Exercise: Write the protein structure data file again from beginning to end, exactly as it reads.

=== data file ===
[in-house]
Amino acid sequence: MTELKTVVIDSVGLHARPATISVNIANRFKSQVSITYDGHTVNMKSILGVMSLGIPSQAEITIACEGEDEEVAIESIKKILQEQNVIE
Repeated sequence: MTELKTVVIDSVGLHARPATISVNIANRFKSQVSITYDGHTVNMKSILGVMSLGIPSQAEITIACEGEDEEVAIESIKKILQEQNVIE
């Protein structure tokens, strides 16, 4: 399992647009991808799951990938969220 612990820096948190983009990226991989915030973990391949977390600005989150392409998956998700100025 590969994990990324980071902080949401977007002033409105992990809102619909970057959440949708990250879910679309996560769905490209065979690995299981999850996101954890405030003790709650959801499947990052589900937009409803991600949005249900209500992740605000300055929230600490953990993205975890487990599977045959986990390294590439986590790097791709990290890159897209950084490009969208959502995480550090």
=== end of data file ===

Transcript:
[in-house]
Amino acid sequence: MTELKTVVIDSVGLHARPATISVNIANRFKSQVSITYDGHTVNMKSILGVMSLGIPSQAEITIACEGEDEEVAIESIKKILQEQNVIE
Repeated sequence: MTELKTVVIDSVGLHARPATISVNIANRFKSQVSITYDGHTVNMKSILGVMSLGIPSQAEITIACEGEDEEVAIESIKKILQEQNVIE
């Protein structure tokens, strides 16, 4: 399992647009991808799951990938969220 612990820096948190983009990226991989915030973990391949977390600005989150392409998956998700100025 590969994990990324980071902080949401977007002033409105992990809102619909970057959440949708990250879910679309996560769905490209065979690995299981999850996101954890405030003790709650959801499947990052589900937009409803991600949005249900209500992740605000300055929230600490953990993205975890487990599977045959986990390294590439986590790097791709990290890159897209950084490009969208959502995480550090």